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Issue 121, Part Two

the summit

Poems, 30 words & fewer

Matthew Bainbridge, Ally Bebbling, Al Bright, William Cullen Jr, Merridawn Duckler, Howie Good, Kevin Hudson, J.I. Kleinberg, John Langfeld, Hiram Larew, José Enrique Medina, Diana Morley, Shereen Asha Murugayah, Laurence O’Dwyer, Tamra Plotnick, Mary Bass Poulin, Joel Savishinsky, Antonia Smith, Lee Varon, Mike Wahl, Bob Whitmire

Anchor 1

The Note

Here is issue 121, part 2. Very Short Poems. Recall that we had so much fantastic work, we took twice the number of poems we planned and released the issue in 2 parts. Enjoy!


A friend of mine had a close encounter with a UFO many years ago, in a hot granite quarry in Indiana. He doesn't like to talk about it.  That's an understatement. Several years ago, I got him to tell me the story which, to that point, he had only told his wife. Getting the story out of him was difficult. One thing is clear: Bill is not after attention. When he told it to me, he behaved like someone being tortured.


Years ago, I read a book by Keith Thompson titled Angels and Aliens. Thompson argues that we've gone wrong in thinking that UFO sightings are either real objects from outer space ("true belief") OR that people are either making up the stories, or have just misinterpreted visual experiences of natural phenomena ("debunking"). Heavily influenced by Carl Jung, who himself wrote a book about UFOs, Thompson writes that it's best to think of experiences of seeing strange things in the sky—which have gone on throughout human history—as examples of the richness of the human spirit, and its quest to encounter the unknown. After reading that book, I disaffiliated from the ranks of believers and skeptics.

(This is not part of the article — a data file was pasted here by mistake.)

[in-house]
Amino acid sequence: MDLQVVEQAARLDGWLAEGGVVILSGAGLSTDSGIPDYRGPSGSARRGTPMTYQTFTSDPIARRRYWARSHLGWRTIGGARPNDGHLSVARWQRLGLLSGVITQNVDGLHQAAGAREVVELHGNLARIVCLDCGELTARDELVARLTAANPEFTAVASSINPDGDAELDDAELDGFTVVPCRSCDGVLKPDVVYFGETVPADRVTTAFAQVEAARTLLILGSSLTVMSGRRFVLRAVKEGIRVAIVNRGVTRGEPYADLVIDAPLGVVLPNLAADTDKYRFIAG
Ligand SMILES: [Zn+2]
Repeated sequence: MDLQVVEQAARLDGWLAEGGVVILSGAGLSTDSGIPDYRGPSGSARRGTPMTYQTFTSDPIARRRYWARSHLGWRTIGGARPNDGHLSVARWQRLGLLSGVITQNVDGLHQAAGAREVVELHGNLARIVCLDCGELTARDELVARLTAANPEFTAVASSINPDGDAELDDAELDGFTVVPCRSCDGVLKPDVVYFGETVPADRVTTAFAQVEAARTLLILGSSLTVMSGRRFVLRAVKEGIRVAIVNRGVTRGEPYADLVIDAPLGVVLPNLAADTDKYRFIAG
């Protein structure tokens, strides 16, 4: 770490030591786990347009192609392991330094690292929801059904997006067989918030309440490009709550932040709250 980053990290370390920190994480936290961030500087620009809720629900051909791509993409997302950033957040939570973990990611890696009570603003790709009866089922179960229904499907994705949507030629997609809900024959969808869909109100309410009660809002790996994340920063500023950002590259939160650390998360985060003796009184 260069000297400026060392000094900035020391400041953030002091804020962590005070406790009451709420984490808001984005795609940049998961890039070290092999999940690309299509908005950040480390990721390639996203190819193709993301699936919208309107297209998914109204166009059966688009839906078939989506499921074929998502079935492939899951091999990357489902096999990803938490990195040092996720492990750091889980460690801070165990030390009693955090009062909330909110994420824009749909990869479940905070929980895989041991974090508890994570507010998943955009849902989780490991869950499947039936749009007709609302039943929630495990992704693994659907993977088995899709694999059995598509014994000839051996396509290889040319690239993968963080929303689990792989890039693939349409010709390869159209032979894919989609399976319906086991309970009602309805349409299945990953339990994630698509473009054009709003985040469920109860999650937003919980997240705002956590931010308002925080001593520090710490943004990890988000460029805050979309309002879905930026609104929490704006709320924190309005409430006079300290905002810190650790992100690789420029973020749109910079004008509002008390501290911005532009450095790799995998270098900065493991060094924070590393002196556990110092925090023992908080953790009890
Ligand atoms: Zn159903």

So, Bill climbed down off his giant dump truck in the quarry and walked up on an object floating about 20 feet off the floor of the quarry. He thought the object was about 12 feet wide, 3 feet deep at its center, and, to Bill's dismay, roughly saucer-shaped. It stood stock-still in empty air. Let me resort to bullet points on some of the most compelling aspects of Bill's narrative. Almost all of these points were Bill's reluctant replies to my questions.

  • The object made no sound. Later he realized that that the ambient sounds he would normally be hearing in the quarry were dampened.

  • Although roughly saucer-shaped, the circular, outer edge "didn't make sense," said Bill. To paraphrase, Bill was saying the top and bottom sides of the object joined together at the edge in a way that doesn't exist in geometry. 

  • Similarly, the surface was not smooth, not metallic, not rough, not matte, not shiny or reflective. Not opaque, not transparent, not translucent. All Bill could add, with great frustration, was that it was "nothing like any of those. I can see it in my head, but I don't have words to explain it."

  • Bill thinks he watched the object for 2 or 3 minutes. The ambient sound returned to normal and the object "sort of disassembled and folded up on itself and then was gone."